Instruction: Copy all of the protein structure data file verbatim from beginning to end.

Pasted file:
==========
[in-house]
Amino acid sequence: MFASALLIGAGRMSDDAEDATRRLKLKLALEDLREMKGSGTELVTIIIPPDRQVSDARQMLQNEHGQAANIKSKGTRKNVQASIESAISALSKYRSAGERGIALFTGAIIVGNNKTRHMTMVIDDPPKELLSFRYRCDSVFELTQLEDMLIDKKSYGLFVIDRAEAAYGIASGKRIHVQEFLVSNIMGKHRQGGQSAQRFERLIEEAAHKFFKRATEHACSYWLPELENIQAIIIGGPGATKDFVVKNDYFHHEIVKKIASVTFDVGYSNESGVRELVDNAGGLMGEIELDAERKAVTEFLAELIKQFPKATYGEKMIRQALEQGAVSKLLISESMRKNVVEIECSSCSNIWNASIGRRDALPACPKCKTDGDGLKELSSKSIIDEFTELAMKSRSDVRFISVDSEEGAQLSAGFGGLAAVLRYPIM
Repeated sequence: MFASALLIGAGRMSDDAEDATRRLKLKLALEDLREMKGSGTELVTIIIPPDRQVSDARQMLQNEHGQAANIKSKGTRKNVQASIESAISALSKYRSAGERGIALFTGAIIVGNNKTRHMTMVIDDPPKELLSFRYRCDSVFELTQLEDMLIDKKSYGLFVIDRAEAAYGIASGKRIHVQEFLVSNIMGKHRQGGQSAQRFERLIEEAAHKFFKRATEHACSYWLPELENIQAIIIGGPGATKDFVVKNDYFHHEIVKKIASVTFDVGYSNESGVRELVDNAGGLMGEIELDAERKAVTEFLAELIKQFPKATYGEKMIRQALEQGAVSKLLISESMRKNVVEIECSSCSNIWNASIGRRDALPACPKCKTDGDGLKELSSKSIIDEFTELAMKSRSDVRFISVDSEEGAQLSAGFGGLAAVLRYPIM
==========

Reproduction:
[in-house]
Amino acid sequence: MFASALLIGAGRMSDDAEDATRRLKLKLALEDLREMKGSGTELVTIIIPPDRQVSDARQMLQNEHGQAANIKSKGTRKNVQASIESAISALSKYRSAGERGIALFTGAIIVGNNKTRHMTMVIDDPPKELLSFRYRCDSVFELTQLEDMLIDKKSYGLFVIDRAEAAYGIASGKRIHVQEFLVSNIMGKHRQGGQSAQRFERLIEEAAHKFFKRATEHACSYWLPELENIQAIIIGGPGATKDFVVKNDYFHHEIVKKIASVTFDVGYSNESGVRELVDNAGGLMGEIELDAERKAVTEFLAELIKQFPKATYGEKMIRQALEQGAVSKLLISESMRKNVVEIECSSCSNIWNASIGRRDALPACPKCKTDGDGLKELSSKSIIDEFTELAMKSRSDVRFISVDSEEGAQLSAGFGGLAAVLRYPIM
Repeated sequence: MFASALLIGAGRMSDDAEDATRRLKLKLALEDLREMKGSGTELVTIIIPPDRQVSDARQMLQNEHGQAANIKSKGTRKNVQASIESAISALSKYRSAGERGIALFTGAIIVGNNKTRHMTMVIDDPPKELLSFRYRCDSVFELTQLEDMLIDKKSYGLFVIDRAEAAYGIASGKRIHVQEFLVSNIMGKHRQGGQSAQRFERLIEEAAHKFFKRATEHACSYWLPELENIQAIIIGGPGATKDFVVKNDYFHHEIVKKIASVTFDVGYSNESGVRELVDNAGGLMGEIELDAERKAVTEFLAELIKQFPKATYGEKMIRQALEQGAVSKLLISESMRKNVVEIECSSCSNIWNASIGRRDALPACPKCKTDGDGLKELSSKSIIDEFTELAMKSRSDVRFISVDSEEGAQLSAGFGGLAAVLRYPIM